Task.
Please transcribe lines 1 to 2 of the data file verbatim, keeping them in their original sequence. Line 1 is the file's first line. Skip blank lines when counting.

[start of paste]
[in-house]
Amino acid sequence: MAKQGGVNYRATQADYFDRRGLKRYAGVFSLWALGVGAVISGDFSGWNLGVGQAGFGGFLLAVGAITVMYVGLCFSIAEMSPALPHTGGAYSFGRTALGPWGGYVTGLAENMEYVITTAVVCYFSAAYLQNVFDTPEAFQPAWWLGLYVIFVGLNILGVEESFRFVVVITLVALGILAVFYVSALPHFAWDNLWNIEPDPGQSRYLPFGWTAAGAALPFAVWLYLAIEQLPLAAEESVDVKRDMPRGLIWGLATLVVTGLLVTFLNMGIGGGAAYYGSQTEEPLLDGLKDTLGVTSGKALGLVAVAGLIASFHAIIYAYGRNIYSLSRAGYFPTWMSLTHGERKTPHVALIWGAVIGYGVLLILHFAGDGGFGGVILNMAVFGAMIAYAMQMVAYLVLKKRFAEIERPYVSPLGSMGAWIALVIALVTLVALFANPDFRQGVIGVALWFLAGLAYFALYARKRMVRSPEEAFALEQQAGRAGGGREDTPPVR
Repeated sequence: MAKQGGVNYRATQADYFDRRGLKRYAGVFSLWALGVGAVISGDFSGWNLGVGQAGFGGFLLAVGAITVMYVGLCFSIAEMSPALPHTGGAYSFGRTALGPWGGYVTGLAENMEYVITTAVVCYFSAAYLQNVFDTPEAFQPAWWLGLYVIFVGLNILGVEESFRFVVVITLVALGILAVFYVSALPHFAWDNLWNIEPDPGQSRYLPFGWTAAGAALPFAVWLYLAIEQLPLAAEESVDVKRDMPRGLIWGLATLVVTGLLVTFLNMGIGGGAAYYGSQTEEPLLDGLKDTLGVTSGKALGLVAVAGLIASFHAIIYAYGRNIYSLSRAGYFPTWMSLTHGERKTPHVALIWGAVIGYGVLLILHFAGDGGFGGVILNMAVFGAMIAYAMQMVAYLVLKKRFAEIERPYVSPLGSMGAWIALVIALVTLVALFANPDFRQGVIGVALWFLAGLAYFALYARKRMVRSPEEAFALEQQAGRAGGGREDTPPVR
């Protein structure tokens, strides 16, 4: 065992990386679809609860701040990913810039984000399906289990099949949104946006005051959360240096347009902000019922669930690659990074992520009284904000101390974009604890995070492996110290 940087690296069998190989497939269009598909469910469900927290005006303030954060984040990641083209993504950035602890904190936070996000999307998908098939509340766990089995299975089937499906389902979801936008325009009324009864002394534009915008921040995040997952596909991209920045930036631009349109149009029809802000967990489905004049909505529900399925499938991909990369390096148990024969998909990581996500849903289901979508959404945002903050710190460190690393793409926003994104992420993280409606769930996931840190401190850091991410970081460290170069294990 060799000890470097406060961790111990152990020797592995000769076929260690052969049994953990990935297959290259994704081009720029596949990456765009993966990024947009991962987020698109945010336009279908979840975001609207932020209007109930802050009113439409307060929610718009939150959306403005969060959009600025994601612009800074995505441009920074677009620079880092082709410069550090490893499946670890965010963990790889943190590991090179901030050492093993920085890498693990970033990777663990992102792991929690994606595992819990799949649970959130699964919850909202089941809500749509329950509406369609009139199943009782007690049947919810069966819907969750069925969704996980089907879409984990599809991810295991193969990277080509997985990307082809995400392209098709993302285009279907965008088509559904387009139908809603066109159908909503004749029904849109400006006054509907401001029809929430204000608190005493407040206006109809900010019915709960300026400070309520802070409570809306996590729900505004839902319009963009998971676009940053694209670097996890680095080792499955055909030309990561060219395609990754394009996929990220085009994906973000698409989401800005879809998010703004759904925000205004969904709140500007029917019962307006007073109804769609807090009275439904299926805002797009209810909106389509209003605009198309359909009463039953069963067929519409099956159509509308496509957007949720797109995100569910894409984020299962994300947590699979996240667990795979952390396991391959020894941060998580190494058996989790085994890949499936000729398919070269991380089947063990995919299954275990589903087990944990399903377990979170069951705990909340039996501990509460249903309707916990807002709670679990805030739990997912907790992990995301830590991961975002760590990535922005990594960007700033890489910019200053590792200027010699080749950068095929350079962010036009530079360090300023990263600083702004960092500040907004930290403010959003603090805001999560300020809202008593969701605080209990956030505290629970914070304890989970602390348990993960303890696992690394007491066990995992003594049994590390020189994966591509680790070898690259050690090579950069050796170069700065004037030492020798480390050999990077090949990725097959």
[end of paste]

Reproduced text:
[in-house]
Amino acid sequence: MAKQGGVNYRATQADYFDRRGLKRYAGVFSLWALGVGAVISGDFSGWNLGVGQAGFGGFLLAVGAITVMYVGLCFSIAEMSPALPHTGGAYSFGRTALGPWGGYVTGLAENMEYVITTAVVCYFSAAYLQNVFDTPEAFQPAWWLGLYVIFVGLNILGVEESFRFVVVITLVALGILAVFYVSALPHFAWDNLWNIEPDPGQSRYLPFGWTAAGAALPFAVWLYLAIEQLPLAAEESVDVKRDMPRGLIWGLATLVVTGLLVTFLNMGIGGGAAYYGSQTEEPLLDGLKDTLGVTSGKALGLVAVAGLIASFHAIIYAYGRNIYSLSRAGYFPTWMSLTHGERKTPHVALIWGAVIGYGVLLILHFAGDGGFGGVILNMAVFGAMIAYAMQMVAYLVLKKRFAEIERPYVSPLGSMGAWIALVIALVTLVALFANPDFRQGVIGVALWFLAGLAYFALYARKRMVRSPEEAFALEQQAGRAGGGREDTPPVR